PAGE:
So how did the project move from Long Beach to London? “Once I took the initial photos, it became easy from there. After the Long Beach shoot, the Rabbi put me in contact with his brother in Golders Green (London), who welcomed me into his family. We ended up having dinner together several times.” They followed the same format for the portrait, and after that they put Kovi in contact with family in Jerusalem. “It’s been a really great experience, everyone was very kind and cooperative. I don’t know if the family have seen the recent adverts, but the family came to my Blurred Borders exhibition in Shoreditch. He was ecstatic and shocked to see his face on the wall, it was pretty cool to share that with him.”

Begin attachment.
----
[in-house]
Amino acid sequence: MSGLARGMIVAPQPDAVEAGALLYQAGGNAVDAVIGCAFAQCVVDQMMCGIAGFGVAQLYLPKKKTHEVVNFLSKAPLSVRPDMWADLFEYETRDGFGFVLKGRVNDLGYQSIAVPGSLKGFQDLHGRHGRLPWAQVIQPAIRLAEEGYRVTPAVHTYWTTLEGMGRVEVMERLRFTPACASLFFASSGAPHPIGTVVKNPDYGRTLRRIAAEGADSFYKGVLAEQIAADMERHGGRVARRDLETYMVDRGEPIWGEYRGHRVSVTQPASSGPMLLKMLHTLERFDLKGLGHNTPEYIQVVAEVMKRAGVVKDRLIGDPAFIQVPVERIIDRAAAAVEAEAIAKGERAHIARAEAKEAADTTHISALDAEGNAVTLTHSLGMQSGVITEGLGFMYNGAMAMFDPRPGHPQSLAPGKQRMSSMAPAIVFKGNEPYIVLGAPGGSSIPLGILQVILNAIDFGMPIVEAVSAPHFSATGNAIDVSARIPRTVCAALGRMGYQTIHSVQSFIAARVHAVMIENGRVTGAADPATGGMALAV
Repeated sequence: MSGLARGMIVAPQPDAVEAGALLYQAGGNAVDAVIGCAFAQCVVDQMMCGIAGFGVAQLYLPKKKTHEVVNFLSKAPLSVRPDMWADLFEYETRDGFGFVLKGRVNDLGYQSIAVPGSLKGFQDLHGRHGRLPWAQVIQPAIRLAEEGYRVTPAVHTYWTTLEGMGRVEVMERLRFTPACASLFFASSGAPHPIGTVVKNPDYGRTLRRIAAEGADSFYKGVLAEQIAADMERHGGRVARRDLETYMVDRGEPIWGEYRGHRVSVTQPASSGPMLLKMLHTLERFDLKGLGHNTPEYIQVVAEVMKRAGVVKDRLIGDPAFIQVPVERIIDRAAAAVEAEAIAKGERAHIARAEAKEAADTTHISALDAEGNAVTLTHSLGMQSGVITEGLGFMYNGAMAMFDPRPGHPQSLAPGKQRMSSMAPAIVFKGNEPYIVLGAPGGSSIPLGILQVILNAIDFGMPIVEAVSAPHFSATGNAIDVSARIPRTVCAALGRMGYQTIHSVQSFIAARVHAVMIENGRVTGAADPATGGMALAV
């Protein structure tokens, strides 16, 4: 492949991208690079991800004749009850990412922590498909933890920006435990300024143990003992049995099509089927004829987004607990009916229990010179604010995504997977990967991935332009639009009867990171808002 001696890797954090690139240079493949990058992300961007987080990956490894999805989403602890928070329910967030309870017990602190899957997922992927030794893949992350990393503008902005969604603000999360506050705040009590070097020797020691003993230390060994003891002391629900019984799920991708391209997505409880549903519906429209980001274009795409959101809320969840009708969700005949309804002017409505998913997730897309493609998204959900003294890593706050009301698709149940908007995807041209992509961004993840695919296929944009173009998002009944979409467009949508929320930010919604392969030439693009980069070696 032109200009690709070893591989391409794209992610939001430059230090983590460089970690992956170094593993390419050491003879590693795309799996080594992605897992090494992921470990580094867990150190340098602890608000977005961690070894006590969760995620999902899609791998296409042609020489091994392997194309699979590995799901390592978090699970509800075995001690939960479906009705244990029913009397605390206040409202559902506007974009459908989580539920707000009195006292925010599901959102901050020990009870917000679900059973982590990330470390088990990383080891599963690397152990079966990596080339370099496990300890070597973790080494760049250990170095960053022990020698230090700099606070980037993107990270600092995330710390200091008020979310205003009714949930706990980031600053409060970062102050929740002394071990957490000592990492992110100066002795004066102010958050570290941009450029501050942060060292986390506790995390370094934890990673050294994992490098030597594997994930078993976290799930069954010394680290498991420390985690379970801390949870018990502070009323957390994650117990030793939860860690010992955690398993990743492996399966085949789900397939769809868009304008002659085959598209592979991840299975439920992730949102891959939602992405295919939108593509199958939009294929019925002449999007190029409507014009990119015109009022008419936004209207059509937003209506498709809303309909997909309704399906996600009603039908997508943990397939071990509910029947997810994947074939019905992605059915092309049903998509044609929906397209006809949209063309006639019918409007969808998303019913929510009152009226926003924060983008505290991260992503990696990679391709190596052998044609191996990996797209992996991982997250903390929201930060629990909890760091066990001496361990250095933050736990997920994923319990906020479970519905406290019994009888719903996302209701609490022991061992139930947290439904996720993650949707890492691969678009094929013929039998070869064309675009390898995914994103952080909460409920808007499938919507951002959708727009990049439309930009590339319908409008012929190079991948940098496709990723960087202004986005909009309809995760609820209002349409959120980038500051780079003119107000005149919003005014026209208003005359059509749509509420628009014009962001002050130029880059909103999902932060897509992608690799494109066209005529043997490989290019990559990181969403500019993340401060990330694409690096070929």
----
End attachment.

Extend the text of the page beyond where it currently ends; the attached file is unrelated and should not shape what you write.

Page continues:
Two of the images from the series were shortlisted for the Taylor Wessing Prize, and will be on show at the National Portrait Gallery until February 2017. We ask Kovi how it feels seeing your portraits on display?
“It’s been surreal. I remember walking through the exhibition when I came last year. I thought it was incredible, and thought I’d love to be part of these exhibition one day. I’m part of the exhibition one year on. That’s definitely an incredible feeling, seeing how much I’ve grown, sort of validating my work and ideas. It’s a really good feeling.”
What happen after the award? Kovi tells us, “I’m hoping to get some exposure from this obviously. I have two prints in the exhibition, I think it was the first time ever that someone has had two of the same project shown. Everything else has happened really naturally up until now, so I’m going to continue pursuing what I like doing. Hopefully something will come from this. A huge goal of mine is a gallery displaying some of my work one day. That would be awesome, knowing that people are interested in buying my work.”